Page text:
The Truth in Our Tears

Today was an ordinary day of rounding, meetings, patient visits, notes, emails and dictations.  Chaotically rushed from moment to moment by the nagging memory of the work left undone.  The beckoning of pagers, labs left unsent, and x-rays still to be read. The ticking clock of resident duty hours, medical students awaiting afternoon education, and the impending night of sign-out and overnight call.  

Yet, at high noon, on a Tuesday, in an nondescript classroom, fifty people gathered together.  Fifty people from all walks of life, collected together in mass for a scheduled resident lecture.  

Then something remarkable happened that revealed the truth in our tears.  

I wish the world could see what I have the privilege of seeing.  Physicians crying.  

Through the logistical minefield of the nuisances of modern medicine, people found their way together. A necessary together.  To share a moment and hold a space.  Not a defined moment of time, but yielding dignity to the preservation of space.  And then, together we did something that we do not do enough in medicine.  We talked about the tragedy of seeing our patients die.  We dedicated time to listen.  And we mourned together.  

One brave colleague shared about the struggles of seeing a patient die on the hospital floor and how to process a nurse asking, “Is this dose of morphine going to kill her?”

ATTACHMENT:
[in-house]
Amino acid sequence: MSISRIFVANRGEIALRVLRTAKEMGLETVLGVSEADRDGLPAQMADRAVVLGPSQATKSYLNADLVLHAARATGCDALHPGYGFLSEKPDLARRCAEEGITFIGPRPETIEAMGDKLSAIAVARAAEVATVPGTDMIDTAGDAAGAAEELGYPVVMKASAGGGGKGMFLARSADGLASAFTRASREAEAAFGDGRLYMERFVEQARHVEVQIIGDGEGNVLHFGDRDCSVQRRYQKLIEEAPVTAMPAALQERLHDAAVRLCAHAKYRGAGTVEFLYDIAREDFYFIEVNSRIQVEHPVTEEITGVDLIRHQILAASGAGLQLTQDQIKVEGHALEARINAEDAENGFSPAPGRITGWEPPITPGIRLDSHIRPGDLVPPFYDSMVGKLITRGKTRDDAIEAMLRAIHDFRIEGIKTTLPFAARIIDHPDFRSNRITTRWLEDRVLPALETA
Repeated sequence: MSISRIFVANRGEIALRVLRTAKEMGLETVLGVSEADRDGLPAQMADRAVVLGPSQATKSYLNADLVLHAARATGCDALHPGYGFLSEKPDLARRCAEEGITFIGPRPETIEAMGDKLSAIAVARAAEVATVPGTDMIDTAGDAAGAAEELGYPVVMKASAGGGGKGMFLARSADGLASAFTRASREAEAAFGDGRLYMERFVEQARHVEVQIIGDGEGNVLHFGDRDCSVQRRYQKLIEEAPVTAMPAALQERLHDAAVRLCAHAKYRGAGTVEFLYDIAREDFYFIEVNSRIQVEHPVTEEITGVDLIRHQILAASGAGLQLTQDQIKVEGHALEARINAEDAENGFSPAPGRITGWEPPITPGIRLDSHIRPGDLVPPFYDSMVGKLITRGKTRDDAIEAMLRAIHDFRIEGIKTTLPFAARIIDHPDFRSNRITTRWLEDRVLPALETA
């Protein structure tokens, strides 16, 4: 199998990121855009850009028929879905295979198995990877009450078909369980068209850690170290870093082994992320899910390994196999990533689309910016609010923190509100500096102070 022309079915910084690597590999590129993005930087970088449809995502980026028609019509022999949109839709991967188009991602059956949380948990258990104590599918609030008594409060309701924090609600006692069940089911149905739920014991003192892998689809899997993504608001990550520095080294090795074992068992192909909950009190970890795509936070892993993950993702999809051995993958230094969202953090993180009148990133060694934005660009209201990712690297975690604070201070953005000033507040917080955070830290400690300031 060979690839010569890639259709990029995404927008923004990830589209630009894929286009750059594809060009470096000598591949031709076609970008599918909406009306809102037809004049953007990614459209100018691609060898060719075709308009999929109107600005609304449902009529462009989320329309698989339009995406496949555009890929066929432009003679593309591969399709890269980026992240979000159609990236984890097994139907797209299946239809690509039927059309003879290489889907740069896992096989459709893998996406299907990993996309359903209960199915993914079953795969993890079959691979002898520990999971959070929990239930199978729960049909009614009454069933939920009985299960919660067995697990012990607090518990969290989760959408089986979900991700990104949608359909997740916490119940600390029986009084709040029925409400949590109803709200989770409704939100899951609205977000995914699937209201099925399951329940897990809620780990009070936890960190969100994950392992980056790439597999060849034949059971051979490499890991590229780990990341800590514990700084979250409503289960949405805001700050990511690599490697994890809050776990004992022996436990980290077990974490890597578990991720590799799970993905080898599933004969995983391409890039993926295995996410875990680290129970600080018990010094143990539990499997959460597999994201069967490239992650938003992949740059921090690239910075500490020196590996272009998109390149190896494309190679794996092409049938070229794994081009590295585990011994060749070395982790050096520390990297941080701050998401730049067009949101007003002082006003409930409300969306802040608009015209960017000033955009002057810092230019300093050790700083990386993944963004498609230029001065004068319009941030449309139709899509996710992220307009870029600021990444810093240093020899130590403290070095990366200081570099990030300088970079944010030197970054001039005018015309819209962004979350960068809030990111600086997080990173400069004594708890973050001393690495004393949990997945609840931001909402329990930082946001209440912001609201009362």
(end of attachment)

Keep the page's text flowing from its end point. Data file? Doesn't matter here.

Another young resident shares, “I went to a funeral of a child last week while there were other children running around in the church lobby…”.  

Two seats away, a tearful physician, “I was on vacation, just to come back to find out a patient I cared for had passed away….and I didn’t even know”.  

Three colleagues walk over to embrace each other in a moment of instinctual grace.  

The faculty listened. We cried too.  We attempted to share our own stories of tragedy, loss, grief and processing.  We attempted to provide comfort to an organic space where vulnerability could exist to a degree worthy of these tears.  We attempted to create a moment capable of transporting us all back to a time when the innocence dripped off of our brow like water droplets from a summer sprinkler.  An innocence unafraid to expose truth.  Unveiled from expectations.  A truth revealing an acknowledgement of the flowing principles of our basic humanity.    

It is into these moments, I carry Luke, Bailey, Audrey, Riley, Conner, and Carter.  Into these moments, I remember Lacy, Khalid, Austin, Emily, and Nathan.  Into these moments, I cherish Sam, Paco, Joshua, and Alex.  In these moments, I hold Zoe even closer to my heart.    

To witness this heartbreak, in a room of physicians, should tell the world something.  These are the moment I wish the world could see.  We carry the love of our patients with us.   It deeply affects us all.  We carry it close to our hearts, and on the tips of our tongues.  We do not forget.  We will always remember the impact the lives of our patients have on us. And when we do it right, we mourn together too.  We acknowledge our humanity in a moment yawping for our basic needs to be human too. 

We must do it right.  The humanity of our medical community relies upon it.